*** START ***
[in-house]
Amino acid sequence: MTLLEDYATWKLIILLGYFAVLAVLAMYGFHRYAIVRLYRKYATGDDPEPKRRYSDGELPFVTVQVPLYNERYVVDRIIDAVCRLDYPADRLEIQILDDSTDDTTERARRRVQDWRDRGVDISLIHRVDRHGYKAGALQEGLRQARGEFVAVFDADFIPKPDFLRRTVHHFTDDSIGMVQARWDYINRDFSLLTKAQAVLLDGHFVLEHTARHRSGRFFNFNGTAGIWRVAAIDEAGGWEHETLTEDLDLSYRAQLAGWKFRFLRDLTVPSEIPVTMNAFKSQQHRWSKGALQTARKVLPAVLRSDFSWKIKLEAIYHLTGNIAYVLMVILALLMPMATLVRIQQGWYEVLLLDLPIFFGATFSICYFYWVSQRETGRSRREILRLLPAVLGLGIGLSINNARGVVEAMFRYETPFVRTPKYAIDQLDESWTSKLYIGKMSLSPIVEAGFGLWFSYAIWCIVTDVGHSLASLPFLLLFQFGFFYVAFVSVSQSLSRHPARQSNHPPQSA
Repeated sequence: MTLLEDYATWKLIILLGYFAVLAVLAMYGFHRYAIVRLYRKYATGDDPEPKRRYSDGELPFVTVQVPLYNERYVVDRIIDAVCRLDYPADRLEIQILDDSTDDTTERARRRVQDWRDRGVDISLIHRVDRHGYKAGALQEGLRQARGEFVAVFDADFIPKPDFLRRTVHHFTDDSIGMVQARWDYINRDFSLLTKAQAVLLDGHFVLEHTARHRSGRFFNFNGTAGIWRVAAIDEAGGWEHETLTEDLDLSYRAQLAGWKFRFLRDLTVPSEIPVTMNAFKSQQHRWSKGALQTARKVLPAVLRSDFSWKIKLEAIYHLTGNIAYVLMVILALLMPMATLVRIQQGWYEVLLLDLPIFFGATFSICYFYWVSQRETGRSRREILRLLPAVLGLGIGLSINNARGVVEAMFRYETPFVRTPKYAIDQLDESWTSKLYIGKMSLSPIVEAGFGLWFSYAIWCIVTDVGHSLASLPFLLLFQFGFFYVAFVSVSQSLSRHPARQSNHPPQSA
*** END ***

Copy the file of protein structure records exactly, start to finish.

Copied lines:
[in-house]
Amino acid sequence: MTLLEDYATWKLIILLGYFAVLAVLAMYGFHRYAIVRLYRKYATGDDPEPKRRYSDGELPFVTVQVPLYNERYVVDRIIDAVCRLDYPADRLEIQILDDSTDDTTERARRRVQDWRDRGVDISLIHRVDRHGYKAGALQEGLRQARGEFVAVFDADFIPKPDFLRRTVHHFTDDSIGMVQARWDYINRDFSLLTKAQAVLLDGHFVLEHTARHRSGRFFNFNGTAGIWRVAAIDEAGGWEHETLTEDLDLSYRAQLAGWKFRFLRDLTVPSEIPVTMNAFKSQQHRWSKGALQTARKVLPAVLRSDFSWKIKLEAIYHLTGNIAYVLMVILALLMPMATLVRIQQGWYEVLLLDLPIFFGATFSICYFYWVSQRETGRSRREILRLLPAVLGLGIGLSINNARGVVEAMFRYETPFVRTPKYAIDQLDESWTSKLYIGKMSLSPIVEAGFGLWFSYAIWCIVTDVGHSLASLPFLLLFQFGFFYVAFVSVSQSLSRHPARQSNHPPQSA
Repeated sequence: MTLLEDYATWKLIILLGYFAVLAVLAMYGFHRYAIVRLYRKYATGDDPEPKRRYSDGELPFVTVQVPLYNERYVVDRIIDAVCRLDYPADRLEIQILDDSTDDTTERARRRVQDWRDRGVDISLIHRVDRHGYKAGALQEGLRQARGEFVAVFDADFIPKPDFLRRTVHHFTDDSIGMVQARWDYINRDFSLLTKAQAVLLDGHFVLEHTARHRSGRFFNFNGTAGIWRVAAIDEAGGWEHETLTEDLDLSYRAQLAGWKFRFLRDLTVPSEIPVTMNAFKSQQHRWSKGALQTARKVLPAVLRSDFSWKIKLEAIYHLTGNIAYVLMVILALLMPMATLVRIQQGWYEVLLLDLPIFFGATFSICYFYWVSQRETGRSRREILRLLPAVLGLGIGLSINNARGVVEAMFRYETPFVRTPKYAIDQLDESWTSKLYIGKMSLSPIVEAGFGLWFSYAIWCIVTDVGHSLASLPFLLLFQFGFFYVAFVSVSQSLSRHPARQSNHPPQSA